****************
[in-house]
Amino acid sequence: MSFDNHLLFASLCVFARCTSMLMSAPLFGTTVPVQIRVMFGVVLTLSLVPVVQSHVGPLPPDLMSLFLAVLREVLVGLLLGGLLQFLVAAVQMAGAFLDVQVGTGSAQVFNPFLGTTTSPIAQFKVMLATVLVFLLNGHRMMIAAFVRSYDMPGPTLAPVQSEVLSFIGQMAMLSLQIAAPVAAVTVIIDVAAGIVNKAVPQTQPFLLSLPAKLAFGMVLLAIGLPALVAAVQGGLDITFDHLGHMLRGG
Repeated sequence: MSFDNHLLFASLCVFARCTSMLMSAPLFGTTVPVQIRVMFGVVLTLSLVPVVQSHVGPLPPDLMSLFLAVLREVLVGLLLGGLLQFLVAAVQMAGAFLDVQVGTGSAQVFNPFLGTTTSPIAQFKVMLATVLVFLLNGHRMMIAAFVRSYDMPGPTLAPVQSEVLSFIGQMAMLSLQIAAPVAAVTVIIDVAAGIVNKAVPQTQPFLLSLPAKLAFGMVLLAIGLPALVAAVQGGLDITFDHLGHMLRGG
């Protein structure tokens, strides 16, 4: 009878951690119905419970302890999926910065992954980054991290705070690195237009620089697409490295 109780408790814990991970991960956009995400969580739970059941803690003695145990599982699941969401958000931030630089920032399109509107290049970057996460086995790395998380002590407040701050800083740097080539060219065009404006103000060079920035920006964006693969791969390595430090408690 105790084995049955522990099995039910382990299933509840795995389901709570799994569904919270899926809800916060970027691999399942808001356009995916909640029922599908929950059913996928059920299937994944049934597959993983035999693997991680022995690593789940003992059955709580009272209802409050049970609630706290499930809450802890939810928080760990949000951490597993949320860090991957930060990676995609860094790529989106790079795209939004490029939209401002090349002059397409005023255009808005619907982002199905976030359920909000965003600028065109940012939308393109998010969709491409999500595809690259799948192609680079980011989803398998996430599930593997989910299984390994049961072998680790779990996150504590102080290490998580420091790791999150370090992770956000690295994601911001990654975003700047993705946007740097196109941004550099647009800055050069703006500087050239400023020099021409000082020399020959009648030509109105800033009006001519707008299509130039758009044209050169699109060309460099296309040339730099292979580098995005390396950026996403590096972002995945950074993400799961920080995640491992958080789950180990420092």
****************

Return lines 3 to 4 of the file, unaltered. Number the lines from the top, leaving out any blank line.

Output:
Repeated sequence: MSFDNHLLFASLCVFARCTSMLMSAPLFGTTVPVQIRVMFGVVLTLSLVPVVQSHVGPLPPDLMSLFLAVLREVLVGLLLGGLLQFLVAAVQMAGAFLDVQVGTGSAQVFNPFLGTTTSPIAQFKVMLATVLVFLLNGHRMMIAAFVRSYDMPGPTLAPVQSEVLSFIGQMAMLSLQIAAPVAAVTVIIDVAAGIVNKAVPQTQPFLLSLPAKLAFGMVLLAIGLPALVAAVQGGLDITFDHLGHMLRGG
């Protein structure tokens, strides 16, 4: 009878951690119905419970302890999926910065992954980054991290705070690195237009620089697409490295 109780408790814990991970991960956009995400969580739970059941803690003695145990599982699941969401958000931030630089920032399109509107290049970057996460086995790395998380002590407040701050800083740097080539060219065009404006103000060079920035920006964006693969791969390595430090408690 105790084995049955522990099995039910382990299933509840795995389901709570799994569904919270899926809800916060970027691999399942808001356009995916909640029922599908929950059913996928059920299937994944049934597959993983035999693997991680022995690593789940003992059955709580009272209802409050049970609630706290499930809450802890939810928080760990949000951490597993949320860090991957930060990676995609860094790529989106790079795209939004490029939209401002090349002059397409005023255009808005619907982002199905976030359920909000965003600028065109940012939308393109998010969709491409999500595809690259799948192609680079980011989803398998996430599930593997989910299984390994049961072998680790779990996150504590102080290490998580420091790791999150370090992770956000690295994601911001990654975003700047993705946007740097196109941004550099647009800055050069703006500087050239400023020099021409000082020399020959009648030509109105800033009006001519707008299509130039758009044209050169699109060309460099296309040339730099292979580098995005390396950026996403590096972002995945950074993400799961920080995640491992958080789950180990420092």